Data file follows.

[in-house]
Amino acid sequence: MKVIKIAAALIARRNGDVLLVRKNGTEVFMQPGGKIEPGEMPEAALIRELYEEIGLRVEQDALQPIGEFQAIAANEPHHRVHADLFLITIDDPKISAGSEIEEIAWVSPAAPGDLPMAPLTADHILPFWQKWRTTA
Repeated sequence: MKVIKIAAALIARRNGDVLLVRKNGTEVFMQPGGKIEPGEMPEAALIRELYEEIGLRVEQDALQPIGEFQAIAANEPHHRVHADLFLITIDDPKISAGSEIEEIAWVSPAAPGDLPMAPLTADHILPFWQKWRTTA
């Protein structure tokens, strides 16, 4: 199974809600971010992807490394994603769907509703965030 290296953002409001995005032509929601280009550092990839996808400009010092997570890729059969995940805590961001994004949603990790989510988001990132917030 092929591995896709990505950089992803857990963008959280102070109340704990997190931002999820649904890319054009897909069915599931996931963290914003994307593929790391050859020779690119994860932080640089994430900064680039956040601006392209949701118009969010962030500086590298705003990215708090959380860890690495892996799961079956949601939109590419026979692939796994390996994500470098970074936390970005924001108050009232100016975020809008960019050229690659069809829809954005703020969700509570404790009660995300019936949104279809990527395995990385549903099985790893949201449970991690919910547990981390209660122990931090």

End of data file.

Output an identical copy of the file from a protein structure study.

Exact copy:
[in-house]
Amino acid sequence: MKVIKIAAALIARRNGDVLLVRKNGTEVFMQPGGKIEPGEMPEAALIRELYEEIGLRVEQDALQPIGEFQAIAANEPHHRVHADLFLITIDDPKISAGSEIEEIAWVSPAAPGDLPMAPLTADHILPFWQKWRTTA
Repeated sequence: MKVIKIAAALIARRNGDVLLVRKNGTEVFMQPGGKIEPGEMPEAALIRELYEEIGLRVEQDALQPIGEFQAIAANEPHHRVHADLFLITIDDPKISAGSEIEEIAWVSPAAPGDLPMAPLTADHILPFWQKWRTTA
């Protein structure tokens, strides 16, 4: 199974809600971010992807490394994603769907509703965030 290296953002409001995005032509929601280009550092990839996808400009010092997570890729059969995940805590961001994004949603990790989510988001990132917030 092929591995896709990505950089992803857990963008959280102070109340704990997190931002999820649904890319054009897909069915599931996931963290914003994307593929790391050859020779690119994860932080640089994430900064680039956040601006392209949701118009969010962030500086590298705003990215708090959380860890690495892996799961079956949601939109590419026979692939796994390996994500470098970074936390970005924001108050009232100016975020809008960019050229690659069809829809954005703020969700509570404790009660995300019936949104279809990527395995990385549903099985790893949201449970991690919910547990981390209660122990931090």